Ron Paul Lashes Out at Donald Trump

Libertarian candidate questions whether New York real estate magnate should moderate debate.

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Republican presidential candidate Ron Paul is standing up to billionaire Donald Trump, which is likely to endear Paul to his libertarian supporters more than ever as the Iowa caucuses and the New Hampshire primary approach.

Paul, a representative from Texas, told CNN's State of the Union yesterday that Trump's plan to moderate a GOP presidential debate in Iowa December 27 is "clown-like." Paul added that the Republican presidential candidiates who are meeting with Trump to get his blessing are unwise. "I don't quite understand the marching to up to his office," Paul said in the kind of blunt show of independence that he is known for. "I didn't realize he had the ability to lay on hands and anoint people."

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In reply, Trump, who got extensive publicity earlier this year as he considered and finally rejected running for the GOP presidential nomination in 2012, told the New York Daily News, "Few people take Ron Paul seriously and many of his views and presentation make him a clown-like candidate."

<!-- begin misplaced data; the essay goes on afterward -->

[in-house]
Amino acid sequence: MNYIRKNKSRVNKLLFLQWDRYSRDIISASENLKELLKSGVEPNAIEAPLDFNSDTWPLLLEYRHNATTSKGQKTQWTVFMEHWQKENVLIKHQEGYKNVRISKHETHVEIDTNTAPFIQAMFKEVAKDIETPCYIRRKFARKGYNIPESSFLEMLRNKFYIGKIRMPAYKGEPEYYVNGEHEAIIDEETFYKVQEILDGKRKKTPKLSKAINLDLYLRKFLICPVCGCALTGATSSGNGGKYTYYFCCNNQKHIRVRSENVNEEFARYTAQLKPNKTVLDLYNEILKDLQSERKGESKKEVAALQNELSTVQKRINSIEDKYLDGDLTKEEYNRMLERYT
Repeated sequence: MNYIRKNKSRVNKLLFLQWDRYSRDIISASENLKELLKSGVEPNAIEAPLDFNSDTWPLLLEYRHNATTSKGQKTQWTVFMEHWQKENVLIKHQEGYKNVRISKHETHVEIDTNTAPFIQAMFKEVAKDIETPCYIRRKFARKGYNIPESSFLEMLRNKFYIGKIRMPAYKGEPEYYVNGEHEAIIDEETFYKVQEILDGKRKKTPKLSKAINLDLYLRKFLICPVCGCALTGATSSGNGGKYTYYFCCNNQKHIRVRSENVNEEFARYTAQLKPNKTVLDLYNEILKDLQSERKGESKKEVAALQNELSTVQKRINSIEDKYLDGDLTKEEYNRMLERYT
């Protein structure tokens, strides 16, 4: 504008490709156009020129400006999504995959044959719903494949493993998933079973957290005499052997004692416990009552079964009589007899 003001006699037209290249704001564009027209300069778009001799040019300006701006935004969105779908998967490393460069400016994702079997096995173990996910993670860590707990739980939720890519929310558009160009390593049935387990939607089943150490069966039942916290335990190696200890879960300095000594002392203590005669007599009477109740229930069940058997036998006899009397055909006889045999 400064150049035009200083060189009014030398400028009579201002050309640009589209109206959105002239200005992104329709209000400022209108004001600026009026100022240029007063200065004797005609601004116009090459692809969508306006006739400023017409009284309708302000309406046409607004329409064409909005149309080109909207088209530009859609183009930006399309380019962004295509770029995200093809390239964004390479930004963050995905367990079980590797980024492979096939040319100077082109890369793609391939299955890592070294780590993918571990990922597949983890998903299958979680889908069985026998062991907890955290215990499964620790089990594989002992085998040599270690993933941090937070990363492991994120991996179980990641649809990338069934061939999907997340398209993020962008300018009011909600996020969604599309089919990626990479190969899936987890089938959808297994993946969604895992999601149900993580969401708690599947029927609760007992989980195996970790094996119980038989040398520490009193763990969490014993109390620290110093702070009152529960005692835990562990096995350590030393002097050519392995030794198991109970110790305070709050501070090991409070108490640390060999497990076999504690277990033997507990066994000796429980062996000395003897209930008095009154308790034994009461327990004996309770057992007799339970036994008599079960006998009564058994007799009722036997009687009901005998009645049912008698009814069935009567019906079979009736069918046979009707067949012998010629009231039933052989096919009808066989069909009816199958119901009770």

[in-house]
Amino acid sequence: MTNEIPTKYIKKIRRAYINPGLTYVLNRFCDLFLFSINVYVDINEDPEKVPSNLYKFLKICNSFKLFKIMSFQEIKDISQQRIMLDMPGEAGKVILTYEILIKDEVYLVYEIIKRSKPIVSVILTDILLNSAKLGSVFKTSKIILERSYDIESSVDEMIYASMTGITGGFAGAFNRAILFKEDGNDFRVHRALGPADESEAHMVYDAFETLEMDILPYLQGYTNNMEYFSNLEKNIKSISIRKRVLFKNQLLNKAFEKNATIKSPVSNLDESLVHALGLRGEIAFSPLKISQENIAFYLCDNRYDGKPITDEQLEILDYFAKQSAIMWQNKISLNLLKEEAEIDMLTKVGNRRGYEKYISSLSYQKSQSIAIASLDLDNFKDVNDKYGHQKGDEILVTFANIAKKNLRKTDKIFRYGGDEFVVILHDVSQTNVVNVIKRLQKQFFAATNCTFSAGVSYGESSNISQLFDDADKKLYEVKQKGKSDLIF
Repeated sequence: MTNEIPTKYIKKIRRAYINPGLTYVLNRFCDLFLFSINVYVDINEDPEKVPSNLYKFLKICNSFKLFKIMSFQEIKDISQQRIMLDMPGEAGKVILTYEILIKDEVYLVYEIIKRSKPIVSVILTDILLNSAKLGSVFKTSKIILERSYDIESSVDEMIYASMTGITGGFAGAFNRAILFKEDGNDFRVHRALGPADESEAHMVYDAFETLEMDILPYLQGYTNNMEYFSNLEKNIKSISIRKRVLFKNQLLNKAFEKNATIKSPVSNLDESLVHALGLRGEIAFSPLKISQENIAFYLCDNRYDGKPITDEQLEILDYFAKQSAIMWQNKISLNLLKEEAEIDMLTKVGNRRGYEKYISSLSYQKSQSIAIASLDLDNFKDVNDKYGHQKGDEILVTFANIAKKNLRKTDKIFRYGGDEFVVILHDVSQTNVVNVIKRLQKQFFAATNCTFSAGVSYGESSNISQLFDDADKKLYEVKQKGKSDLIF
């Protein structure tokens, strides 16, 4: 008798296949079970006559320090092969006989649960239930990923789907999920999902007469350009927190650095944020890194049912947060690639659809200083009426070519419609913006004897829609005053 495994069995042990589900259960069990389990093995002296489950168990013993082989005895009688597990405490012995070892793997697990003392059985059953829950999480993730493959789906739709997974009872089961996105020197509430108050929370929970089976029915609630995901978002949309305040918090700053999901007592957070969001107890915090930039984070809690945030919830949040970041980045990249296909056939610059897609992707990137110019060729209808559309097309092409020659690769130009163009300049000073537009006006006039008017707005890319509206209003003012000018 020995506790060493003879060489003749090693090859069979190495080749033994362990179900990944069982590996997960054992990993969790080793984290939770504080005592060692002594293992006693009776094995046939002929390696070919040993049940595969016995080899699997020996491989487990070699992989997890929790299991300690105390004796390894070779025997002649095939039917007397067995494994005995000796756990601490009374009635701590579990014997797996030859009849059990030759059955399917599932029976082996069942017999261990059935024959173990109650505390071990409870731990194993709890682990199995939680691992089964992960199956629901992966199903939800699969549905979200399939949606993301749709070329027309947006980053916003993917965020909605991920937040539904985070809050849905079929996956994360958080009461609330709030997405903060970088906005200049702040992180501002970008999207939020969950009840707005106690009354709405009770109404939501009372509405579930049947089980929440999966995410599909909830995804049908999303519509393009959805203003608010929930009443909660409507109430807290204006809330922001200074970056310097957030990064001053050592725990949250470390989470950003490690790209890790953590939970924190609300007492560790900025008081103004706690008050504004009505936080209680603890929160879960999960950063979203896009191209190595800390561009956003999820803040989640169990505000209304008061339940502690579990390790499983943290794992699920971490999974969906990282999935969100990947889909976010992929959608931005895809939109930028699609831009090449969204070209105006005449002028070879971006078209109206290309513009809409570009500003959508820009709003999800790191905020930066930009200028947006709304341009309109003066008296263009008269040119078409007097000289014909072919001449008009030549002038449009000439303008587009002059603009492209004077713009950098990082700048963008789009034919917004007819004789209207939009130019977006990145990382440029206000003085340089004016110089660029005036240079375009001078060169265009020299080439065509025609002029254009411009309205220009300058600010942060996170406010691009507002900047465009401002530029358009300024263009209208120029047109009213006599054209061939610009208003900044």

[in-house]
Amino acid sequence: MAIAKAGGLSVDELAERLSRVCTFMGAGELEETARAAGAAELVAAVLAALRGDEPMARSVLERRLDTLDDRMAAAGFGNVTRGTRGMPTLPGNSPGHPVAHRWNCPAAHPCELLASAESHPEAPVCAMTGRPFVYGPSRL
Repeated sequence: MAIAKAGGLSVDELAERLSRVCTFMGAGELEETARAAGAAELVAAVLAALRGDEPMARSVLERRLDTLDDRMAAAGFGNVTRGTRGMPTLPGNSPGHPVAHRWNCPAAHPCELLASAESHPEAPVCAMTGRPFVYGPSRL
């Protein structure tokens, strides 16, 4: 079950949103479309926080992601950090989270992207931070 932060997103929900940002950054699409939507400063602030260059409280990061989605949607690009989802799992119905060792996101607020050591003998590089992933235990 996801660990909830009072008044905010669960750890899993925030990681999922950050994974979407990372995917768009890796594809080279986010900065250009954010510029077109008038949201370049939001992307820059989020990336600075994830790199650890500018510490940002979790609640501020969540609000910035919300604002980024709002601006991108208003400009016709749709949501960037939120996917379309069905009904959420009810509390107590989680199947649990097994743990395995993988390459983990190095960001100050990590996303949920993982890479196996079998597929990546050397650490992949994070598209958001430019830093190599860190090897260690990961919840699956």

Former Utah Gov. Jon Huntsman, another GOP presidential candidate, has also questioned whether Trump should be the moderator of the debate in Iowa, which is co-sponsored by NewsMax. But Huntsman has done so in a much milder fashion than Paul.

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In a move designed to bolster his support in the two key early-voting states, Paul is running a clever, hard-hitting ad in Iowa and New Hampshire underscoring his reputation as an un-politician. Entitled "Big Dog," the commercial says most politicians start "whimpering like little shih-tzus" when it comes time to cut government and slash spending, but not Ron Paul. "What's up with these sorry politicians?" the ad asks, and the narrator says, "Department of Education? Gone. Interior? Energy? HUD? Commerce? Gone. Want to Drain the Swamp? Ron Paul. Do it."

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A new Des Moines Register Poll shows former House Speaker Newt Gingrich in the lead among Iowa Republicans with 25 per cent, Paul with 18 percent, former Massachusetts Gov. Mitt Romney with 16 percent, and 11 per cent undecided.

Both Iowa and New Hampshire hold their nominating contests in January.

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